The U.S. Defense Department says U.S. military operations against Islamic State militants in Iraq are costing, on average, $7.5 million per day.
Rear Admiral John Kirby said Friday the cost in Iraq has increased as activities have intensified since they started in mid-June.
The news comes a day after President Barack Obama downplayed the possibility of adding U.S. airstrikes against Islamic extremists in Syria, but added the administration is still working on a comprehensive plan to deal with the terrorist group.
Kirby says the military is in the process of drawing up options for the president to potentially order strikes on Islamic State targets in Syria as they have done in Iraq.
"The Syria component is relatively new. We continue to refine and work on options - that's our job, but that doesn't mean that while you have planners doing that at a low level, that you're ready at a high level to sit down and examine them in great detail," he said. "And we just aren't there yet as an interagency team."
The U.S. has conducted more than 100 airstrikes in Iraq, most of them around the Mosul Dam facilities. U.S. air strikes helped Iraqi and Kurdish forces retake the facilities earlier this month, and Kirby says the U.S. will continue strikes as long as Islamic State militants keep trying to threaten the facilities.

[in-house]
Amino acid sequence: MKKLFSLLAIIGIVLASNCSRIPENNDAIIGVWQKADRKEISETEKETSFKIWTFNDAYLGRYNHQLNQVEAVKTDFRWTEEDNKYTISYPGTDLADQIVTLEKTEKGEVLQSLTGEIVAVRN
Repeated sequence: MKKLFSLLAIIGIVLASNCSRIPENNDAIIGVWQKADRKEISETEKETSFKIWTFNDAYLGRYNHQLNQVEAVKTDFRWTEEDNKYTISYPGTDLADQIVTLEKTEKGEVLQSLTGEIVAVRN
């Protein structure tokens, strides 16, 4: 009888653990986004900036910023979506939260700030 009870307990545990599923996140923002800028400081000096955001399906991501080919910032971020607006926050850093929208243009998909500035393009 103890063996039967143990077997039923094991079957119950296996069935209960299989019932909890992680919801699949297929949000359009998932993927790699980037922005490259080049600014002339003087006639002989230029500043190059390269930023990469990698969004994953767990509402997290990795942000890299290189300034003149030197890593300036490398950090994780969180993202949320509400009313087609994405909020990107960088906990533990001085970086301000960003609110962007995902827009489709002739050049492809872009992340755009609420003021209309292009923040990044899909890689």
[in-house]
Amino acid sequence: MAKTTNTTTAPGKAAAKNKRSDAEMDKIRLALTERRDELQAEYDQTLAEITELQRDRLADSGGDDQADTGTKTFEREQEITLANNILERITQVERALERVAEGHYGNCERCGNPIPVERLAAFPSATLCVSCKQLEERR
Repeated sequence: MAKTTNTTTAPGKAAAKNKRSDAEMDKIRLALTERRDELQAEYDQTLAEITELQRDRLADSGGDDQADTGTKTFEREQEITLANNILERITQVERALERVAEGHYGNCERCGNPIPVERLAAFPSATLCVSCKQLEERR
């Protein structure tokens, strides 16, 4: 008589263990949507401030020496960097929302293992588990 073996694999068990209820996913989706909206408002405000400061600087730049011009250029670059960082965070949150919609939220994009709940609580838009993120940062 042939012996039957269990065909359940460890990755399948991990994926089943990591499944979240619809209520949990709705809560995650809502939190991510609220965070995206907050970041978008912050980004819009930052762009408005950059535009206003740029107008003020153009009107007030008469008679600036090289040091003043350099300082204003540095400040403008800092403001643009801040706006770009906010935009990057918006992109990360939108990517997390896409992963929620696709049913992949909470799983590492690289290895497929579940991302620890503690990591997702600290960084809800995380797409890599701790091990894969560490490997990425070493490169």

Calls have mounted for greater U.S. intervention as extremist militants continue a campaign that U.N. officials have said amounts to ethnic and religious cleansing.
The group has released bloody execution videos, including one showing the beheading of American journalist James Foley. It has threatened to carry out more beheadings if the U.S. does not stop its airstrikes in Iraq.
U.N. chief Ban Ki-Moon on Friday again expressed outrage at the group's "brutal killings of civilians." Ban said whole communities that had lived for generations in northern Iraq are being force to flee or face death just for their religious beliefs.
Syria said this week it would welcome U.S. and British help in fighting the militants, but only in coordination with Damascus. It says a unilateral U.S. attack would violate its airspace and could lead to an attempt to shoot down American warplanes.
U.S. officials say they would not first consult Syria, saying President Bashar al-Assad has lost the authority to lead.